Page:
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So here is the problem:

Find the constant term in the expansion of (x-(2/x))^2 ·(x^2 +(2/x))^3

I understand I can just use my calculator to figure out the answer, but is there any simple way to solve that ? Thanks!

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Here is a proposal which might be convenient.

  • At first note that it is helpful to have the first rows of Pascal's triangle in mind at least $1;\quad 1,1;\quad 1,2,1;\quad 1,3,3,1$.

  • So, we already know $(a+b)^2=a^2+2ab+b^2$ and $(a+b)^3=a^3+3a^2b+3ab^2+b^3$.

Here we also use the coefficient of operator $[x^n]$ to denote the coefficient of $x^n$ just for ease of notation.

Having these prerequisits close at hand, we can calculate \begin{align*} [x^0]&\left(x-\frac{2}{x}\right)^2\left(x^2+\frac{2}{x}\right)^3\\ &=[x^0]\left(x^2-4+\frac{4}{x^2}\right)\left(x^6+6x^3+12+\frac{8}{x^3}\right)\tag{1}\\ &\,\,\color{blue}{=-48}\tag{2} \end{align*}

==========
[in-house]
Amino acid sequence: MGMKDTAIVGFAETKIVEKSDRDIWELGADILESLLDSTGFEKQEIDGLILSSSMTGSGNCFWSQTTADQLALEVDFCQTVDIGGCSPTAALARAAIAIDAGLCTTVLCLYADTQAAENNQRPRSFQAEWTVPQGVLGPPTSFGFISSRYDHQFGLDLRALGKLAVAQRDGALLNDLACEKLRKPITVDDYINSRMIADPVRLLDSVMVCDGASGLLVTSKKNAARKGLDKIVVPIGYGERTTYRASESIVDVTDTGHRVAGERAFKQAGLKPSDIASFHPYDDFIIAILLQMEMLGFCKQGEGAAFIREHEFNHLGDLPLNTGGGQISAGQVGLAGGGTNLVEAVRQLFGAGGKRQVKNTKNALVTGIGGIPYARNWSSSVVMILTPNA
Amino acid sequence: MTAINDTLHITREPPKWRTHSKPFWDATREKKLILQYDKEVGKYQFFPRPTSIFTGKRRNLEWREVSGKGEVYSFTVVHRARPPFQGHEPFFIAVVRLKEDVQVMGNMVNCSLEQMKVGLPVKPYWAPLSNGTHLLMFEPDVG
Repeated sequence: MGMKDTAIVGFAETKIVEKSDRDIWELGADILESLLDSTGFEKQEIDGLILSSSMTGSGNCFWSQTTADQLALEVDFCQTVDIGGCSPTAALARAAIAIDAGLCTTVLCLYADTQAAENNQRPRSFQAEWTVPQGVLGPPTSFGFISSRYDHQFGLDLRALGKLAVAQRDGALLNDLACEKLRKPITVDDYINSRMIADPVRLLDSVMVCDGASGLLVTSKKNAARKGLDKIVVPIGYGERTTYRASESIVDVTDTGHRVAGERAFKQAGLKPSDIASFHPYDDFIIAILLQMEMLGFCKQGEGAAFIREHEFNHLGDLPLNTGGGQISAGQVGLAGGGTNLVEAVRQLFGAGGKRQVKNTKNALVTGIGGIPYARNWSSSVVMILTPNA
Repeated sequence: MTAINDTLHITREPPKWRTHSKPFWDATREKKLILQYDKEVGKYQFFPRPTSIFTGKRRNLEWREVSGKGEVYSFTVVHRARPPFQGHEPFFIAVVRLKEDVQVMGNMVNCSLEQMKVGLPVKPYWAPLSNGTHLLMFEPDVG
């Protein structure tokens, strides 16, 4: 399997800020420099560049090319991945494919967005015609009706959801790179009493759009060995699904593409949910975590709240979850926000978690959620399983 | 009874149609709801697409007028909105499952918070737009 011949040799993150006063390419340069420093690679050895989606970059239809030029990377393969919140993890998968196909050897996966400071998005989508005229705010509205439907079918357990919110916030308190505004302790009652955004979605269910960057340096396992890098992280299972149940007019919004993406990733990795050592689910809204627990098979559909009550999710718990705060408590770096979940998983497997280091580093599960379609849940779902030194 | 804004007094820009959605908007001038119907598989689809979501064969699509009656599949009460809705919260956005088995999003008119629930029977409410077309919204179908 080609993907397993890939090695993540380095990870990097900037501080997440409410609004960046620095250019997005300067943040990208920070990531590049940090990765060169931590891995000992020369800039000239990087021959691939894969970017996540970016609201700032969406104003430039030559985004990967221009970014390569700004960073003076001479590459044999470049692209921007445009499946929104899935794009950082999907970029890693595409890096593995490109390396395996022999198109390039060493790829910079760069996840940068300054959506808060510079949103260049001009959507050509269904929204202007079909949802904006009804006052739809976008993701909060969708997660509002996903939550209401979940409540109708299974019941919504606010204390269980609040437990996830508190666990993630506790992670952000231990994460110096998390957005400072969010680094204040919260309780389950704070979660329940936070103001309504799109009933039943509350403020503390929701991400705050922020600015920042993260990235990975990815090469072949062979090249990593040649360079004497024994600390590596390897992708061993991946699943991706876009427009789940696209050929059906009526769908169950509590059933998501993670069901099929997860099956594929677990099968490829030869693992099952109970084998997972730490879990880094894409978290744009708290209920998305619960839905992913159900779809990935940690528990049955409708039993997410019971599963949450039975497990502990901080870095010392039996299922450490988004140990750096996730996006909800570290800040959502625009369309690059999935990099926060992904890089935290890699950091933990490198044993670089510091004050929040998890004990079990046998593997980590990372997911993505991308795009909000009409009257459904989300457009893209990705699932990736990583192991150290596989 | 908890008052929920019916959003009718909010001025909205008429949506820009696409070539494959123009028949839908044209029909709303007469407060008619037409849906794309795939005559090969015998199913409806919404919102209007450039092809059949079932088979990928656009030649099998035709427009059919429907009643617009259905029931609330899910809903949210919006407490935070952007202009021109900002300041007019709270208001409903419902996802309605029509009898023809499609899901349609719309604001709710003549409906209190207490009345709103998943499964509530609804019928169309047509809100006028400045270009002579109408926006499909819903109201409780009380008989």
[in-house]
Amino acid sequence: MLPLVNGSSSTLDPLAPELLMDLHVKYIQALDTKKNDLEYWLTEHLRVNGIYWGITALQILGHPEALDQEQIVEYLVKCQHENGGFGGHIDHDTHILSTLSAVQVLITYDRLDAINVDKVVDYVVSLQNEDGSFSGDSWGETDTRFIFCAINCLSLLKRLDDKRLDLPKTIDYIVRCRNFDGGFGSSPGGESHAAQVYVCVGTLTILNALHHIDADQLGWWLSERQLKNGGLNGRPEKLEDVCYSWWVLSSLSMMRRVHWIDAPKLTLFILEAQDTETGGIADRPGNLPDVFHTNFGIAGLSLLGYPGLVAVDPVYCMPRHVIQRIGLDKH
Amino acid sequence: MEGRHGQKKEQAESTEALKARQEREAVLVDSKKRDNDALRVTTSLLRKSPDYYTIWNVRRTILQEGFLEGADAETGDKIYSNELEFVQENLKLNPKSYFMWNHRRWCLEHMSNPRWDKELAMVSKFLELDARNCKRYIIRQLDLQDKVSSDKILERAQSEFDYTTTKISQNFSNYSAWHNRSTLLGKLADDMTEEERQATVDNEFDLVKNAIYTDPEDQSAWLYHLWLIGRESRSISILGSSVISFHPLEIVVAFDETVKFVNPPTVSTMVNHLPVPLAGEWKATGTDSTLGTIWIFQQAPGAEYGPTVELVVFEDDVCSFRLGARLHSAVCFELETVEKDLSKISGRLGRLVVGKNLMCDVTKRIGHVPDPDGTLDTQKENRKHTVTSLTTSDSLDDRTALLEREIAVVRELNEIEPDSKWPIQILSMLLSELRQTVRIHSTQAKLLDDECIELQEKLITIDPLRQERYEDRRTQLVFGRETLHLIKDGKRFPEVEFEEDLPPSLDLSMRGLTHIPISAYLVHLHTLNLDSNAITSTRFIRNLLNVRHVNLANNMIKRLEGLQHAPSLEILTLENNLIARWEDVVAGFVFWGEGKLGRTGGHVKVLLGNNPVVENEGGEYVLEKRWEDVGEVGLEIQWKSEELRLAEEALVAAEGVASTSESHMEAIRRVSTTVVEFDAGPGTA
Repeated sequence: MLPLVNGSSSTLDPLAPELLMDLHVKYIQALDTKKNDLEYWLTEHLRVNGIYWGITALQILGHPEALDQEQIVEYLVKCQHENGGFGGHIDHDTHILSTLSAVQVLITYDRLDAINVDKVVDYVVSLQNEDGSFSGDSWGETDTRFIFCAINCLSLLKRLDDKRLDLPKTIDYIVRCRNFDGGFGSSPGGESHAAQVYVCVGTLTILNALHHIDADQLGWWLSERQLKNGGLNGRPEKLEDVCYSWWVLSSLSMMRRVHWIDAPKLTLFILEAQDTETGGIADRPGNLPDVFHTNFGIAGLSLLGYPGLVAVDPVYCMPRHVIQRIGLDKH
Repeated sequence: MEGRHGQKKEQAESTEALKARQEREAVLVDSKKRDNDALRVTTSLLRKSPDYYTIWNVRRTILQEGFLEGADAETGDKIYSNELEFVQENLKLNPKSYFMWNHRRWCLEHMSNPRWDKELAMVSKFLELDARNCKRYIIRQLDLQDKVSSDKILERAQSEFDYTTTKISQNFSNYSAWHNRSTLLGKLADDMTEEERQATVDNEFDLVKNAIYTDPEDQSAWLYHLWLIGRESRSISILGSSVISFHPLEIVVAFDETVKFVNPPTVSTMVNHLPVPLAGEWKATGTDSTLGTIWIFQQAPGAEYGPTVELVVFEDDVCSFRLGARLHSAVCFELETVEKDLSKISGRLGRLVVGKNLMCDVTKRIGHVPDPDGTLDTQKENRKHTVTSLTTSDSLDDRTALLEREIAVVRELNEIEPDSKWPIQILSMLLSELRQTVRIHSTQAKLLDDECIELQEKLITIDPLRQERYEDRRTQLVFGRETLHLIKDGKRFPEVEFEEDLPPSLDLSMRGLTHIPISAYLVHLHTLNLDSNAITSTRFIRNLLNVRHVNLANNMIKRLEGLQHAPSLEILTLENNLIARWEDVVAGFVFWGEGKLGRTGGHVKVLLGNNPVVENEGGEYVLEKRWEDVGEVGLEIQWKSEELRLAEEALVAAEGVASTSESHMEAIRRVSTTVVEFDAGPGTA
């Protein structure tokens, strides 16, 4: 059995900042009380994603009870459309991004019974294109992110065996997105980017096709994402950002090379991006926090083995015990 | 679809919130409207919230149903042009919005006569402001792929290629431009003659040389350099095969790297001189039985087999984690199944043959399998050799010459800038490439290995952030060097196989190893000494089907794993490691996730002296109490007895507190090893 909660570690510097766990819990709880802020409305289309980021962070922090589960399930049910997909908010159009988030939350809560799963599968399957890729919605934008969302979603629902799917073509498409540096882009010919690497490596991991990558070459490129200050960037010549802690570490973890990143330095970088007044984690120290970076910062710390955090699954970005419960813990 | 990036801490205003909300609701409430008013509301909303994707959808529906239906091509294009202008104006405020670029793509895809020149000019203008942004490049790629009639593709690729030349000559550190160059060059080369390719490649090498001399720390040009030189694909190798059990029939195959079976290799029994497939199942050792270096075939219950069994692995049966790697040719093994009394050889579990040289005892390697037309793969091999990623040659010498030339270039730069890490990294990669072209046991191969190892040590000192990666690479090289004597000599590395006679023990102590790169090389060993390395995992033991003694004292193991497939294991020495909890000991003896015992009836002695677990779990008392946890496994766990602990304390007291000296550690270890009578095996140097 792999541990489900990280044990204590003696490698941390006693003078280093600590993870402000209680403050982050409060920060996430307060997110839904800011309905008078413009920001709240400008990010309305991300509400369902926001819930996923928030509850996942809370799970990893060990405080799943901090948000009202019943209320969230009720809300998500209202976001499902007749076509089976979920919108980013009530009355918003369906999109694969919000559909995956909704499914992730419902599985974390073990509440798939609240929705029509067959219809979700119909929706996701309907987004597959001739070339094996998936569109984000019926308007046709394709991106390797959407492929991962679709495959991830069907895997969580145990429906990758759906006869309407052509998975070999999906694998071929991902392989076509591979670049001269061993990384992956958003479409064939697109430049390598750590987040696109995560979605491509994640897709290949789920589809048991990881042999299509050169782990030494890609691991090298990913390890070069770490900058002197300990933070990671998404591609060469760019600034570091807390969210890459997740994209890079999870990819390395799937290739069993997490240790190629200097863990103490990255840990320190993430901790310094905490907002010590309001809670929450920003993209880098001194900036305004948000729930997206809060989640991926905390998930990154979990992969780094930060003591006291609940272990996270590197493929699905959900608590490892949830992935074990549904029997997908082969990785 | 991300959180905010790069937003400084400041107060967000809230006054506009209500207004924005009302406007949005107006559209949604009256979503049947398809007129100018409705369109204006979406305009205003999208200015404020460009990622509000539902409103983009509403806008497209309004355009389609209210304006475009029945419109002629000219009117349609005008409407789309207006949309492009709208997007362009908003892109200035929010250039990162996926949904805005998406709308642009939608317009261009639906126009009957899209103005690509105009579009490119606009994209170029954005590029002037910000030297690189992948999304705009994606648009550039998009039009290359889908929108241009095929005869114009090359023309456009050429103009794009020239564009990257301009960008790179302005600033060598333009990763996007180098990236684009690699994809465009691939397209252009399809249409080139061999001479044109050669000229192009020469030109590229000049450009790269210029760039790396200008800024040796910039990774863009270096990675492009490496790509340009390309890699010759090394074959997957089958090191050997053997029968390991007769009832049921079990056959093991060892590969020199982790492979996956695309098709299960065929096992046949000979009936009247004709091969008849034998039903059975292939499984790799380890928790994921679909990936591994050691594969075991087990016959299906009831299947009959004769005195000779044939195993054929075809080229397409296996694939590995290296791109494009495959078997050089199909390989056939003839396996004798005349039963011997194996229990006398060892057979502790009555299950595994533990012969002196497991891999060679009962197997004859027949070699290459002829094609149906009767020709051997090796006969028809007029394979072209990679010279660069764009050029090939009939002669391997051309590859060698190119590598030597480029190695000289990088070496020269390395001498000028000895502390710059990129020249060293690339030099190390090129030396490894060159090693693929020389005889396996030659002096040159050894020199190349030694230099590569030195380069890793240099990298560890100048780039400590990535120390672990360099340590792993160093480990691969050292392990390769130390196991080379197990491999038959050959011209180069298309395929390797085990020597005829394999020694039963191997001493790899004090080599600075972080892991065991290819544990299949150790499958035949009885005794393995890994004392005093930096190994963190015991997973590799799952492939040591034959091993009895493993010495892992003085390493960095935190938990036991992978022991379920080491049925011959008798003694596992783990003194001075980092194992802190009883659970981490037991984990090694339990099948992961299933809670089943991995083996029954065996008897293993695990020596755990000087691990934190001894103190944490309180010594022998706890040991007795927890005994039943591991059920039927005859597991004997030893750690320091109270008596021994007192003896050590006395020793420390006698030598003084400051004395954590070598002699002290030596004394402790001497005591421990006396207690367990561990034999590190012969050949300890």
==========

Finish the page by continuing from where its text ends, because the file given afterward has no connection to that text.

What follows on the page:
Comment:

  • In (1) we apply the binomial theorem twice and expand the binomials.

  • In (2) we take a closer look at the left-hand factor $\left(x^2-4+\frac{4}{x^2}\right)$.

    • Looking at $x^2$ we need a term with $\frac{1}{x^2}$ at the right-hand factor, which don't exist.

    • Looking at $-4$ we see we can take $12$ at the right-hand factor, which gives $-48$.

    • Looking at $\frac{4}{x^2}$ we need a term with $x^2$ at the right-hand factor, which don't exist.

    • No further considerations are necessary.

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